While there has been much in the news concerning escalating energy bills for consumers there has also been a big impact for businesses. “Candle-lit atmosphere” is becoming a slogan to attract consumers to dine out during the cost-of-living crisis whilst reducing a pub’s energy costs. However, not all businesses are able to reduce their energy bills by switching off the lights.
The regulations are tightening
Energy efficiency affects most commercial property transactions. Energy Performance Certificates (EPCs) have been around for many years now and under the Minimum Energy Efficiency Standards (MEES Regulations 2015) landlords of commercial premises within the scope of those regulations must not renew existing tenancies or grant new tenancies where the property has an EPC rating of less than E unless they have registered a valid exemption. From 1st April 2023, this is being extended so landlords must not continue to let current leases with an EPC rating of less than E. The government has stated that they expect the minimum standard to rise in the future; current proposals under discussion are that in 2027 premises will require a C rating and in 2030 a B rating.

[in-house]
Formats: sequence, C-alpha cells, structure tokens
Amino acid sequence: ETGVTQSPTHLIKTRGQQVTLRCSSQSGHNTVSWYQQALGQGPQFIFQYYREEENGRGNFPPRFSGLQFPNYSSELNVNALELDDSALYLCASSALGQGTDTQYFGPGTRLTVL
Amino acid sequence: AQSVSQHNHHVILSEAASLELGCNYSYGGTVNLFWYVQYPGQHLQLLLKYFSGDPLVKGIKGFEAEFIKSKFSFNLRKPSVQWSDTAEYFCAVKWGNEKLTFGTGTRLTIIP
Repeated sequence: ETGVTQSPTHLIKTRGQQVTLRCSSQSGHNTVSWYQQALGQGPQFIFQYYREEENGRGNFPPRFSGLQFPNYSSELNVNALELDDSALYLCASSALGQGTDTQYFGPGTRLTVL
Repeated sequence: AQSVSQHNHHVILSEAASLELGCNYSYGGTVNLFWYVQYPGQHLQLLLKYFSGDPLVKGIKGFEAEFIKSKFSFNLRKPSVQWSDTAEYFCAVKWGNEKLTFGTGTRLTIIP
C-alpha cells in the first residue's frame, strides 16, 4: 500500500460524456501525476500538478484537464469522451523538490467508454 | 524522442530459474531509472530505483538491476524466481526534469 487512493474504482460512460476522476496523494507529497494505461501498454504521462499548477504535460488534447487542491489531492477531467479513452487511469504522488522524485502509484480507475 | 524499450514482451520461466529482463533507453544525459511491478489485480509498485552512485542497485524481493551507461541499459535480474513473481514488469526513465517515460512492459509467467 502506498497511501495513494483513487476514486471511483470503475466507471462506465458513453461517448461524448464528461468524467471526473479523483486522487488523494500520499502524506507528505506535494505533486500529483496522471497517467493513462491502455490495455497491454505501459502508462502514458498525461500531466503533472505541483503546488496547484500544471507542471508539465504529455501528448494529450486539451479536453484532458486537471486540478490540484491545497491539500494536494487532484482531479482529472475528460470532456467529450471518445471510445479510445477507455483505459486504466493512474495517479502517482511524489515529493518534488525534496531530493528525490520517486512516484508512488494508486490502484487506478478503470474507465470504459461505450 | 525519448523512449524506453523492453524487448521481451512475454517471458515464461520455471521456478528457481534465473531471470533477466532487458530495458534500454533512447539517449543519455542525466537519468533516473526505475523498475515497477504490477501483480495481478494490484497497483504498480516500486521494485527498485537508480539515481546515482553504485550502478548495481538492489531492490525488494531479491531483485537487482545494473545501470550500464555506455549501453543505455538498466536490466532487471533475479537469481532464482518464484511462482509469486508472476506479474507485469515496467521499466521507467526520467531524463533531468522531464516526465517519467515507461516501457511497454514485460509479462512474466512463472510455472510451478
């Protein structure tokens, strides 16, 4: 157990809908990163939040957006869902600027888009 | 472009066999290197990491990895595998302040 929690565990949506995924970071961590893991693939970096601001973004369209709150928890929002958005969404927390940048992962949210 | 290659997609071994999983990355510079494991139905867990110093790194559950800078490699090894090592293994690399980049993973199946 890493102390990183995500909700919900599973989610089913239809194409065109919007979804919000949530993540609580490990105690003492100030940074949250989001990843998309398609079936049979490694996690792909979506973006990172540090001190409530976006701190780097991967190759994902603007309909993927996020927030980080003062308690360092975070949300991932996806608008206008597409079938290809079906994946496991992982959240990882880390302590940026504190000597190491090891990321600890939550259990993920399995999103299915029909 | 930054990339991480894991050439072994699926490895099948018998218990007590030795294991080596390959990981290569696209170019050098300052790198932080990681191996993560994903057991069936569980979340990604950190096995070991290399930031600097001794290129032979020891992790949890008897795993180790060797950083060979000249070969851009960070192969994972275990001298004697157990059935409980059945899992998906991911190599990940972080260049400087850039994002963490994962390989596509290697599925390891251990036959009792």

Whilst improvements to buildings owned by a business occupier may be relatively straight forward, you should check your property title to see what you can and cannot do. It becomes more complicated in leased properties. There is a balance to be struck between the landlord and tenant. Tenants may see an immediate reduction in their energy bills and so be willing to undertake minor improvements but unwilling to fund a large and long-term energy project that will give no immediate benefit during their occupation. There are also issues as to what the lease says about the works a tenant may undertake and where in the building they are able to do so. The same goes for a landlord, which may wish to make improvements to the building, but if they have leased the whole building to tenants, they may not have the right to enter to carry out those works. Whether you are a landlord or a tenant, you should take specialist advice before starting any works.
With the ever-increasing cost of energy and the clear message from the government to improve your property’s energy efficiency it might be time to see if you have a current EPC and pay attention to the findings in the recommendation report.
How CWJ can help you?
If you need assistance with reviewing a lease or drafting a lease to deal with potential issues relating to a property EPC rating, please contact a member of our commercial property team on 01689 887887.